How to Talk to Your Athletes About Their Mental Health

How to Talk to Your Athletes About Their Mental Health

The stigma around mental health issues is disappearing. Regularly checking in with your athletes about their mental wellbeing will help them immensely.

Simone Biles was all set to continue her domination of global gymnastics at the recent Tokyo Olympics. But suddenly, a statement came from Team USA that she had withdrawn from the team final, and her status was uncertain for her remaining individual events. 

As amazing as her fellow athletes’ performances were in Japan, this quickly became the biggest story of the 2020 Olympics and shined a bright spotlight on athlete mental health. 

Despite Biles taking a stand with Michael Phelps and many others sharing their struggles in the profound documentary The Weight of Gold, there’s still a stigma around this touchy subject. In this article, I’ll share a few pointers for how to offer your athletes the emotional support that they may desperately need and, if their situation exceeds your expertise, how to refer them out to an expert for help. 

Let me start off with a caveat: I am not a licensed professional counselor or sports psychologist, but I’ve learned a lot from my co-author of The Leader’s Mind and Champion’s Mind app collaborator, Dr. Jim Afremow, in this area. Another great practitioner is Michael Gervais, whose podcast, Finding Mastery, is a must listen for anyone interested in mindset. 

Mental health struggles affect many.

Now back to the topic at hand. While the Biles situation highlighted the crushing burden that many pro athletes bear in their pursuit of excellence, it’s not just the pros who are more worried, pressured, anxious, and depressed than ever before. In two surveys conducted by the NCAA, researchers found that mental health concerns among college athletes – ranging from sleep disruption disorders and acute anxiety all the way to self-harm and potential suicide risk – have increased by between 200 and 250 percent since the start of the pandemic. It appears that the uncertainty and unanswered questions surrounding COVID-19, combined with canceled races and limited access to practice facilities, have caused and amplified mental wellbeing concerns among student-athletes in every sport.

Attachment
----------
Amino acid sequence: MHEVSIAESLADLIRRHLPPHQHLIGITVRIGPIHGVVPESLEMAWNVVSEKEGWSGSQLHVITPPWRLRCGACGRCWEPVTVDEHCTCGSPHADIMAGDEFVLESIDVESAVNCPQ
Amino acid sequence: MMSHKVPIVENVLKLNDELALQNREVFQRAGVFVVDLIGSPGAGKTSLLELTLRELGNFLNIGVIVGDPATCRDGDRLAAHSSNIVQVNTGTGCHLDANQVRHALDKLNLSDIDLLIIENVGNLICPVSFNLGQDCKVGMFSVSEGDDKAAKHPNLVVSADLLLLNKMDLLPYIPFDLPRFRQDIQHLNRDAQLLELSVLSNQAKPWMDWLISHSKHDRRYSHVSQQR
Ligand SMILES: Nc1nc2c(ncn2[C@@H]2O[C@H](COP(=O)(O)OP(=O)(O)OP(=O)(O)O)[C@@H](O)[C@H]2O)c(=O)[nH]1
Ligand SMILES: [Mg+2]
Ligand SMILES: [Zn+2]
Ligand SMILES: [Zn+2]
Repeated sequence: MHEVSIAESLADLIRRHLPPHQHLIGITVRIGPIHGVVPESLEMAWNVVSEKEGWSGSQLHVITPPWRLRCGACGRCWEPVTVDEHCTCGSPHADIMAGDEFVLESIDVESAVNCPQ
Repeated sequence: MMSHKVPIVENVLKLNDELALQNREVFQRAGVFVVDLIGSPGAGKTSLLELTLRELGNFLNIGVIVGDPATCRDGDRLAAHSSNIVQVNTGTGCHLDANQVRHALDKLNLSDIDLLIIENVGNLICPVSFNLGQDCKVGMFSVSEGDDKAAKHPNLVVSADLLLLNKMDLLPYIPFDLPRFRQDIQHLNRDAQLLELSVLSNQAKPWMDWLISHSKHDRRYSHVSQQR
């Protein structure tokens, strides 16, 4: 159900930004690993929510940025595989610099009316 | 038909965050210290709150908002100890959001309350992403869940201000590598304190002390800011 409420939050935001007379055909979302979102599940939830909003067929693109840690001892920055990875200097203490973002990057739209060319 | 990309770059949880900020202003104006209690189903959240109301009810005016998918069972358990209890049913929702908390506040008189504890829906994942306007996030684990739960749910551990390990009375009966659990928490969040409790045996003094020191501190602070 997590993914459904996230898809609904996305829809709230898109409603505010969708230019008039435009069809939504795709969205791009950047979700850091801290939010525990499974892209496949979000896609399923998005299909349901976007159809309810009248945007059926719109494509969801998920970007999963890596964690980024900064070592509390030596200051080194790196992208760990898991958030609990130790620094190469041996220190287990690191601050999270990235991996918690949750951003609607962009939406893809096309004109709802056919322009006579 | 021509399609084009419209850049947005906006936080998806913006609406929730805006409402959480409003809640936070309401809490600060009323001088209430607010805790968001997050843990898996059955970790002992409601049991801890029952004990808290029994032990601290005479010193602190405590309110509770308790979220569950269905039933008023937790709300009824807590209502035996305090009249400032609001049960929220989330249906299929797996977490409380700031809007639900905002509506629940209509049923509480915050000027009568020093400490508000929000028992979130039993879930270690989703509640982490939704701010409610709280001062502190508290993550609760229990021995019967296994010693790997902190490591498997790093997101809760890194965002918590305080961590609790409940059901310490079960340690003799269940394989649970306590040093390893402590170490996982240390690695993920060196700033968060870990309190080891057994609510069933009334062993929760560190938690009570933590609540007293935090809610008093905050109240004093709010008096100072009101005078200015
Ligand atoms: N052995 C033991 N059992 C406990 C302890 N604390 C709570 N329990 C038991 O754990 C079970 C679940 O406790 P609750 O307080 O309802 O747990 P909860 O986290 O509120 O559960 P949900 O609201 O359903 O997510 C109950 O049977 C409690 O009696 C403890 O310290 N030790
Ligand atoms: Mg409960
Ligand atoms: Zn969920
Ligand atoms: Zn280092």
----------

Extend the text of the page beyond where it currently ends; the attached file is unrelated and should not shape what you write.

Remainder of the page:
The same is likely true of the athletes you coach. Whether it’s the elite who are targeting podium finishes in Kona, Leadville and other prime race destinations, or those with more introductory-level goals, they could well be struggling to cope with the combined pressures of work, training, racing and more. While a physical limitation can often present itself in fairly obvious ways like technique compensations, slower splits or lower power output, the ill-effects of mental and emotional distress are typically less visible. 

How will I know when an athlete is struggling with their mental health? 

From a purely athletic standpoint, a mental health issue might manifest as missing sessions, reduced motivation or increased emotional volatility. Other warning signs include undergoing a drastic personality change almost overnight, when a client who was once very verbal suddenly goes silent, or if someone’s behavior becomes detrimental to their goals and the atmosphere of your training group.